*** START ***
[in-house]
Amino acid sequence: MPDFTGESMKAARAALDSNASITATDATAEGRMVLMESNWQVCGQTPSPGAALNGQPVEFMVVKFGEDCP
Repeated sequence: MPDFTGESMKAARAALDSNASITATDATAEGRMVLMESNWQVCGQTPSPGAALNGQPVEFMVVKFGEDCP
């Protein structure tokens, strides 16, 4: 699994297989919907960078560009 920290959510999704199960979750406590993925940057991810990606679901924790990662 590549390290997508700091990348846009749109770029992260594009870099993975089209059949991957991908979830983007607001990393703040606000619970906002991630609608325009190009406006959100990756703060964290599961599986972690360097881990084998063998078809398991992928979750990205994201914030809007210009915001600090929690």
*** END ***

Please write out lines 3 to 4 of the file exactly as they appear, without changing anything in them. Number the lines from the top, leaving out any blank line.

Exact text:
Repeated sequence: MPDFTGESMKAARAALDSNASITATDATAEGRMVLMESNWQVCGQTPSPGAALNGQPVEFMVVKFGEDCP
């Protein structure tokens, strides 16, 4: 699994297989919907960078560009 920290959510999704199960979750406590993925940057991810990606679901924790990662 590549390290997508700091990348846009749109770029992260594009870099993975089209059949991957991908979830983007607001990393703040606000619970906002991630609608325009190009406006959100990756703060964290599961599986972690360097881990084998063998078809398991992928979750990205994201914030809007210009915001600090929690």